Naming names in Germany
Talks aimed at forming an interim Afghan government stalled Friday in Germany as delegates waited for the Northern Alliance to propose a list of candidates for a transitional council. In Afghanistan, meanwhile, U.S. warplanes continued to pound Kandahar, the last major city under Taliban control.
Diplomatic sources familiar with the Koenigswinter talks have said that each of the four Afghan groups attending the conference was to propose a list of candidates for a transitional council and administration. James Dobbins, the U.S. special representative for Afghanistan, said it was "too early to call it an impasse," but the talks "have slowed" because the Northern Alliance factions cannot agree on a list. (Full story)
U.S. officials will oppose any surrender agreement for the Taliban bastion at Kandahar that allows Taliban leader Mohammed Omar to escape, Defense Secretary Donald Rumsfeld said Friday. Rumsfeld said Omar, the Taliban's supreme leader, was likely a "dead-ender" who would continue efforts to rally his troops to the last. (Full story)
Sources inside Kandahar told CNN the U.S.-led air raids on the city have been incessant, with very little letup between strikes. The mood in the city was darkened by the hanging Wednesday of a man accused of helping coalition forces target attacks on the city; the Taliban said the man was found with a satellite positioning device. (Full story)
The Northern Alliance says it will let human rights group Amnesty International probe the deaths of several hundred captured pro-Taliban fighters who staged a revolt at a jail in the northern Afghan city of Mazar-e Sharif. The alliance said nearly 600 prisoners and more than 40 of its own fighters died in the three-day revolt. (Full story)
Who are the Northern Alliance and other key players in the political landscape of Afghanistan, and how could U.S. military intervention affect the balance of power there? (Click here for more)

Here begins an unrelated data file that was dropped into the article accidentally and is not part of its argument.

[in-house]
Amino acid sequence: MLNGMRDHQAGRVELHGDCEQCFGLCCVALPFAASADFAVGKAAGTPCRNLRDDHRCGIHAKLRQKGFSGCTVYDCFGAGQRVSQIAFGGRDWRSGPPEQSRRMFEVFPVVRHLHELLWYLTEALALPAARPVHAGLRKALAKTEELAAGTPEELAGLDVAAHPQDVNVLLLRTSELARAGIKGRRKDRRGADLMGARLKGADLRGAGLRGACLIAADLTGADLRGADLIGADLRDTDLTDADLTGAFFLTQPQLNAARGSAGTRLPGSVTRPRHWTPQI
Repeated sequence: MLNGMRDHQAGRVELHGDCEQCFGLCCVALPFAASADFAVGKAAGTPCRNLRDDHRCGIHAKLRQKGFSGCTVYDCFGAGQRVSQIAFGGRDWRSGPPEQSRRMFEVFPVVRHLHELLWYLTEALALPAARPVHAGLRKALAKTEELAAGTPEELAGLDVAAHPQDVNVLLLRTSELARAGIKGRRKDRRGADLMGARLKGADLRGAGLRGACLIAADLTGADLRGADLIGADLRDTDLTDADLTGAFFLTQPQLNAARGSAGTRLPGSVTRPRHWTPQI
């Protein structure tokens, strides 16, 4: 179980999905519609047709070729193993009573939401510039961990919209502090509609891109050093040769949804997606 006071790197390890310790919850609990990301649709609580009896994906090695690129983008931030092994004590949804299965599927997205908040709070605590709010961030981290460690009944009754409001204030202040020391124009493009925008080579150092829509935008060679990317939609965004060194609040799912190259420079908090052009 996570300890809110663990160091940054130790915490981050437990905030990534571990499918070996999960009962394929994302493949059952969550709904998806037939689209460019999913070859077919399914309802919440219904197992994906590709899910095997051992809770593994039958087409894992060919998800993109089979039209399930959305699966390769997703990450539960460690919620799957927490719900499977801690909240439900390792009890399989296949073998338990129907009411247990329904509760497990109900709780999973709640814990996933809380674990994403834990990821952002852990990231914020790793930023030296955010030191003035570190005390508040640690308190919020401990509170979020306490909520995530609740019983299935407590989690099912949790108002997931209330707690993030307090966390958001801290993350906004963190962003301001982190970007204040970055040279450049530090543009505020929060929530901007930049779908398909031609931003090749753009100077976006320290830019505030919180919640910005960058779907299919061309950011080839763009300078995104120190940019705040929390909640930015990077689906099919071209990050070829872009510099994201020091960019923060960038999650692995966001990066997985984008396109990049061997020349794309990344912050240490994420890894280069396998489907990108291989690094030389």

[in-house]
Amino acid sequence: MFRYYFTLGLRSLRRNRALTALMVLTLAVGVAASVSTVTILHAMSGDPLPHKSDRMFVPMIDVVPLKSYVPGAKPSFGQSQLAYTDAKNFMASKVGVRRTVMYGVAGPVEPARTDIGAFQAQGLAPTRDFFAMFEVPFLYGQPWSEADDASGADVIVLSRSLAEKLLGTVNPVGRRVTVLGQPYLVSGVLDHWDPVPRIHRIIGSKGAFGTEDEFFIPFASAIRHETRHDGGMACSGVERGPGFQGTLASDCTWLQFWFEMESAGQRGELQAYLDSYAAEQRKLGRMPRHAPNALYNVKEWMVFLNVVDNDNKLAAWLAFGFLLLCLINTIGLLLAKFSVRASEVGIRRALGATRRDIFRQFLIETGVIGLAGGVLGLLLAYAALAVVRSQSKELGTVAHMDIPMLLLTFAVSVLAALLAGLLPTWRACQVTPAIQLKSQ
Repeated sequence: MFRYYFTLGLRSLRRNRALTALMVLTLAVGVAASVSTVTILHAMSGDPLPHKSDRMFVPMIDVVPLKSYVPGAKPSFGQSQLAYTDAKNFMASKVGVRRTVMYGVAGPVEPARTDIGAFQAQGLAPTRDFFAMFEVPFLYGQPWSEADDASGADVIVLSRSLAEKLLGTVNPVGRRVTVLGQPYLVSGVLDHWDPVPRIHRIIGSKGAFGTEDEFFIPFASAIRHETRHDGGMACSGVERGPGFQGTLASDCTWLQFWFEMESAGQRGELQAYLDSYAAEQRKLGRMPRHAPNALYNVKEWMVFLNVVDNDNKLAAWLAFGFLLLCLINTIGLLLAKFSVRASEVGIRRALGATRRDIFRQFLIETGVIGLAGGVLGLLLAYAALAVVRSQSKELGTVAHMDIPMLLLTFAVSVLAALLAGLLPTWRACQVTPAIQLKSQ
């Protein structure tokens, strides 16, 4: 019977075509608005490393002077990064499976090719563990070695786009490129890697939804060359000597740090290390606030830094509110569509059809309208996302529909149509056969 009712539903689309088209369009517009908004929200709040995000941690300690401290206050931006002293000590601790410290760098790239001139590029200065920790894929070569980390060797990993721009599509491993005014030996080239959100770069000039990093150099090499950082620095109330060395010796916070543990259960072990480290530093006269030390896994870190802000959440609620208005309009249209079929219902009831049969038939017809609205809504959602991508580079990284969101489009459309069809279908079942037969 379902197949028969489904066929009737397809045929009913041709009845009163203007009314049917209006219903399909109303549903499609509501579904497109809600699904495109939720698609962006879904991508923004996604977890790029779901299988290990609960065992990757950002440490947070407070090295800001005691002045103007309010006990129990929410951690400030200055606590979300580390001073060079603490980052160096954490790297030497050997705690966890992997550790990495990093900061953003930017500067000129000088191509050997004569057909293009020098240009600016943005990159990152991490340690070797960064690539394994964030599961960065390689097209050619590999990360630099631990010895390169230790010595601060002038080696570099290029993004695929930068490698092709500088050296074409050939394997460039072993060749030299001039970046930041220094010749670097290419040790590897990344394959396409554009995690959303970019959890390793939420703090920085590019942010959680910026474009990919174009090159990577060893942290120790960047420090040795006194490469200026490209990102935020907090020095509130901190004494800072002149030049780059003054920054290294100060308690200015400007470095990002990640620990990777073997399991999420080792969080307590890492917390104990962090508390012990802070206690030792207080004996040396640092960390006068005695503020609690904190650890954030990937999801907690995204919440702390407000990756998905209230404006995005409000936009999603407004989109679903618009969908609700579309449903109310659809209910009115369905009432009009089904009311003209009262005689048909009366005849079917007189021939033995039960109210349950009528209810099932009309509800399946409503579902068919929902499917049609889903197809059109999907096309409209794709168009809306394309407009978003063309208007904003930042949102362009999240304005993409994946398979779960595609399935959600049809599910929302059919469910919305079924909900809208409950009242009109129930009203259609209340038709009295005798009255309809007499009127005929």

Will the Taliban surrender or will they continue to fight, possibly launching a guerilla war out of Afghanistan's mountains? (Click here for more)
Where is Mullah Omar Mohammed, the spiritual leader of the Taliban?
What kind of government will replace the Taliban if the religious group is removed as the country's government? Will there be a U.N. or international peacekeeping force in Kabul? (Click here for more)
How are the citizens of Kabul reacting to the Taliban abandoning the city? (Click here for more)
How long will the U.S.-led military campaign in Afghanistan last? (Click here for more)
What is the goal of the U.S. airstrikes over Afghanistan? What is the key to the mission's success? (Click here for more)
What is the White House doing to prevent al Qaeda from airing what it calls "propaganda" on U.S. media outlets? (Click here for more)
George W. Bush: U.S. president (Click here for more)
Osama bin Laden: A wealthy Saudi expatriate living in Afghanistan who U.S. authorities cite as one of the primary suspects in masterminding the attacks. (Click here for more)
Condoleezza Rice: U.S. national security adviser. (Click here for more)
Colin Powell: U.S. secretary of state. A former Army general, Powell also served as chairman of the Joint Chiefs of Staff during the 1991 Persian Gulf War. Click here for more. (Click here for more.)
Gen. Richard B. Myers: Chairman of the U.S. Joint Chiefs of Staff. (Click here for more)
Gen. Tommy Franks: Head of U.S. Central Command. (Click here for more)
Donald Rumsfeld: U.S. secretary of defense. (Click here for more)
The Taliban: A group of Islamic fundamentalists, mainly from Afghanistan's Pashtun ethnic group, which is the country's largest ethnic group. The Taliban that gained control of most of the country by 1997 and instituted an extreme form of Islamic law. (Click here for more)
Northern Alliance: A group of former mujahedeen fighters, mainly from minority ethnic groups that oppose the Taliban. (Click here for more)
George Robertson: NATO secretary-general and former British defense minister. (Click here for more)
George Tenet: CIA director. (Click here for more)
The military attacks that began October 7 mark the start of what the Bush administration says will be a lengthy struggle against terrorist organizations worldwide -- one that could take years.
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